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choklitbean

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About choklitbean

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  1. Get a new trainer. If part of your dogs aggression problem is fear the shock collar will only make it worse. Of course having never seen your dog in action I have no idea what's driving his behaviour, I just know that I would only use a shock collar as a last resort and after training many, many dogs, I have never come to that point yet. There is a really good way of teaching a dog not to be dog aggressive. It's a bit involved and uses a few volunteers and their dogs but it's highly effective. You put the most submissive dog of the opposite sex in a down on the other side of a chain l
  2. When your dog doesn't come when called go get him and take him back to the place that you called him from, use your command word "COME" put him in a sit then praise him quietly. The ONLY thing you say to him on the way back is a stern sounding "COME". He will soon learn that not coming is not an option. But... like everyone else has said, don't take him off leash unless he has a solid recall in the first place. I use a long line, about 20 feet, that way he feels he has freedom but all you have to do is step on the end of the rope and reel him in if he's not listening. No option to d
  3. This is awesome! Grace has been on pain meds and anti-inflammatories fairly steady just to have a semi-normal life. Almost three weeks ago I took her out to my mom and dad's. She loves to be out with the mini horses and it had never been a problem to let her run around with them but a few weeks ago her herding instinct suddenly woke up. I had her out with the horses and, long story short, she decided to take three of them on when a fight broke out and got seriously rolled twice before I could get her out of there. She came out grinning like she'd just won the lottery and in a way I guess
  4. Update: After her surgery Grace seemed better but I thought it was just that she was being more careful. She was also spending a lot of time in her crate so I wasn't getting to see her move about as much. Now she is out and about in full force, we have taken some decent length walks and the whole thing has disappeared! Nothing, not a wobble, not a stumble, nothing! It would seem that anesthetizing her and giving her a good stretching out has released whatever was ailing her. We'll see how things go as we increase her exercise but I'm ecstatic! Doing the happy dance!
  5. Had Grace in to the vet yesterday for spaying and x-rays. My old vet looked at her this time, he isn't always available or I'd just ask for him every time. In short what they found was that her hips are good and they can't find any signs of any degenerative problem. He said that what she is displaying is something she was either born with or caused by an injury that isn't showing up. In either case it's permanent. While it won't get any better, it isn't likely to ever get any worse. He said I can keep some Metacam on hand for really bad days otherwise she should have a good long life.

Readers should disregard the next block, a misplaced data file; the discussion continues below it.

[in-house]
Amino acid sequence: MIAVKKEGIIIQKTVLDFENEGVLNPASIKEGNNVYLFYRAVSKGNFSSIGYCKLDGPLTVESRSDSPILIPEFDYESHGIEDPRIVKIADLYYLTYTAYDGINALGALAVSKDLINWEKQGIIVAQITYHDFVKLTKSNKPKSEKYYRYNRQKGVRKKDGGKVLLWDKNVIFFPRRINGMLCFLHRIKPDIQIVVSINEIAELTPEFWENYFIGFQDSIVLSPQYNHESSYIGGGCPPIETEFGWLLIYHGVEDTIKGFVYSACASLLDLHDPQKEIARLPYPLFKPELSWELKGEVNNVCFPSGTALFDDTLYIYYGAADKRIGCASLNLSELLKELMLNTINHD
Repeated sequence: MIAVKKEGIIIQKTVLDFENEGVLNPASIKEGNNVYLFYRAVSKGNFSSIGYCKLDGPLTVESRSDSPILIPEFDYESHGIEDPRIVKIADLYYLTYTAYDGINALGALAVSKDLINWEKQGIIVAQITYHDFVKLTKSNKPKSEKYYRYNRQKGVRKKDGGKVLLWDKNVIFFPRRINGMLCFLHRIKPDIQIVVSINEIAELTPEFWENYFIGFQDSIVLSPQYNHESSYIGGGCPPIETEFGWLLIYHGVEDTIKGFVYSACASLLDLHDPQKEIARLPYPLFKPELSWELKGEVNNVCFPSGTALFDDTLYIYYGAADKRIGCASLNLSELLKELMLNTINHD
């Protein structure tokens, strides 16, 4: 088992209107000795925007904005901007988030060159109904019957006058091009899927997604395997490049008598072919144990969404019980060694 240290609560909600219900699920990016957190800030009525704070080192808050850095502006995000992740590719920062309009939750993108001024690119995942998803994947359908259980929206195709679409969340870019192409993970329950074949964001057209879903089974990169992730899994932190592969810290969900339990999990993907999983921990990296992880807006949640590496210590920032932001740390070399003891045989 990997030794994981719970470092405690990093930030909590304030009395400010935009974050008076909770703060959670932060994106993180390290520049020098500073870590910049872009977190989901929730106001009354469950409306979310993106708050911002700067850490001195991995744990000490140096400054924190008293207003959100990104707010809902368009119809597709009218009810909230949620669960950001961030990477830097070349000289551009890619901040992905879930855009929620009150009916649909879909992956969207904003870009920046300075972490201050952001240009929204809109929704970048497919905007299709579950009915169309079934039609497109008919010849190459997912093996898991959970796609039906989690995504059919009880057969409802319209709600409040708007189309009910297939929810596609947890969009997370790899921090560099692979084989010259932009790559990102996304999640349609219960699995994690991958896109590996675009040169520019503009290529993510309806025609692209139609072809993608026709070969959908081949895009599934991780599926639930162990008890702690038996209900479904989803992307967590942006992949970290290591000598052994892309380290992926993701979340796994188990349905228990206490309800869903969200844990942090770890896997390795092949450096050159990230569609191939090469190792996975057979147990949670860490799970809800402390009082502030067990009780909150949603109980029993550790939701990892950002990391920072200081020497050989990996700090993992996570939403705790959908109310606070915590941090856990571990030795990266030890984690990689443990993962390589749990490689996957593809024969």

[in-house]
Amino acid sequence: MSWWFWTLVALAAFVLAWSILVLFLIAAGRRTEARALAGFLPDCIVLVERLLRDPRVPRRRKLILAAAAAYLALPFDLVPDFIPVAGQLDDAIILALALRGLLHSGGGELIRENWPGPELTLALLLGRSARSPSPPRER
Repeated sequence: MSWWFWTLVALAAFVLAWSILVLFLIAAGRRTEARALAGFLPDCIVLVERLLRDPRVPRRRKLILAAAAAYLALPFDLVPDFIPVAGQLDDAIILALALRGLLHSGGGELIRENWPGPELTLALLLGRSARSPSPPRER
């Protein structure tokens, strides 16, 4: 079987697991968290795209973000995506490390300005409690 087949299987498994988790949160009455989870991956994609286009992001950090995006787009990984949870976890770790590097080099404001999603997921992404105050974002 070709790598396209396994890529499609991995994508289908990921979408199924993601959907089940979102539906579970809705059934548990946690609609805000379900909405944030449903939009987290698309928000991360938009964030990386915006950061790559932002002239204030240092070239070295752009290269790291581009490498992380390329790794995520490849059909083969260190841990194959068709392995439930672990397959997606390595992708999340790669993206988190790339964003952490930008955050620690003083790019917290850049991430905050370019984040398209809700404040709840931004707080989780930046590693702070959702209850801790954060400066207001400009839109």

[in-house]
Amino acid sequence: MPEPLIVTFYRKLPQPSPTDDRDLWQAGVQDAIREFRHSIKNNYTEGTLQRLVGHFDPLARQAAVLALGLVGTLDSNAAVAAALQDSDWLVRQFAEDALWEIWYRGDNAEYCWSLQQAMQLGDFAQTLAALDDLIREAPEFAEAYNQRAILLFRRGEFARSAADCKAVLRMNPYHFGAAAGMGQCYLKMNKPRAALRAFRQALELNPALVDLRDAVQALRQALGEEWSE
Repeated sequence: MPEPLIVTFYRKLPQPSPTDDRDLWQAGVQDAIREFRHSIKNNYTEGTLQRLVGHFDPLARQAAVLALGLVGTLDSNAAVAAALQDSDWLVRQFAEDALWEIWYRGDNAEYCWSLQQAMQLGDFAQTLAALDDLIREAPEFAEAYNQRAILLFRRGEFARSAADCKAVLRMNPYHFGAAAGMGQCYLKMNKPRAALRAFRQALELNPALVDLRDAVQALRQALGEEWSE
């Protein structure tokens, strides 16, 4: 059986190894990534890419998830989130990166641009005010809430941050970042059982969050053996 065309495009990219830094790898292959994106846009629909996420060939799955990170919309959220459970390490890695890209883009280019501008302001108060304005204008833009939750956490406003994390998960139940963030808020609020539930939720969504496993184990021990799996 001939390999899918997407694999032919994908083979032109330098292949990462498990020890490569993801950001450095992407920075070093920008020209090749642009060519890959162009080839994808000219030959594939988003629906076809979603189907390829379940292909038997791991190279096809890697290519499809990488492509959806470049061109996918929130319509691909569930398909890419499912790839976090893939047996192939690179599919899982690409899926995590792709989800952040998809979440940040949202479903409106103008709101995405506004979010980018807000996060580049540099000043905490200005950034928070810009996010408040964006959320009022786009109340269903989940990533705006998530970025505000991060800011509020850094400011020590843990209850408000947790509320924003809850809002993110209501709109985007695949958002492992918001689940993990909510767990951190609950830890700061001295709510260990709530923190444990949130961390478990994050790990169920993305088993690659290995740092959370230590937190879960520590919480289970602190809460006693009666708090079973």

6. My last border collie was murder on toys but never did manage to destroy the Holee Roller football. Now Grace is loving it. The toy is a survivor! Don't get a regular Holee Roller for power chewers though, they have thinner rubber webbing and Darcy managed to chew through hers. It cost just over $1000 to get a piece of it out of her stomach when it caused a blockage and that was about 7 years ago. I'm sure the cost would be a great deal higher today.
  7. I've had her on glucosamine and recently switched her to Recovery and have seen some improvement. I guess that's a good sign in that it's not genetic deterioration. We're back to the vet on Wednesday and then I'll know more. She got out and ran with my dad's dog one day last week and by night she was in a lot of pain. Poor little thing didn't even want to pee, but by morning she was back to pestering to try and get me to take her out. If only you could explain things to them.
  8. Thank you, that article suggests that there would be mental decline first; if I'm reading it right. She's pretty bright and is learning all the names of her toys well enough so I guess that's a good sign. My vet said to keep her on rest and they'll reassess when I bring her in in two weeks for spaying and x-rays unless something comes up that's really worrying me; then bring her in right away. I enlisted my daughter's help and we got some good video of the wobbling and some brief knuckling etc. The vet also said that we'd exercise her a bit this next time so he is more likely to see
  9. No you're right knuckling under isn't the weakness, that's part of the reason I was leaning toward spinal injury. The weakness was when her hind quarters tilted sideways so that her hind legs were more out than under- in the same direction. There was also a lot of crossing over and wobbling. This morning she was much better again. I've read so many articles. The problem is that they say NCL presents differently and at different ages in different breeds. I found one article that says border collies present similarly to English setters but the only article specific to that breed was vag
  10. Can anyone tell me the early onset signs of NCL? I have been all over the internet but can't find what early onset might look like. I was also questioning possible ivermectin poisoning but as of last night I'm wondering more if she wasn't injured in an accident and I've been lied to. I have a 20 month old girl that I only just brought home 2 1/5 weeks ago. I never saw any signs of problems when I went to see her but she was moving constantly. After I got her home and she had some exercise running with my dad's dog she was all wobbly on the hind end. The front end doesn't seem to be
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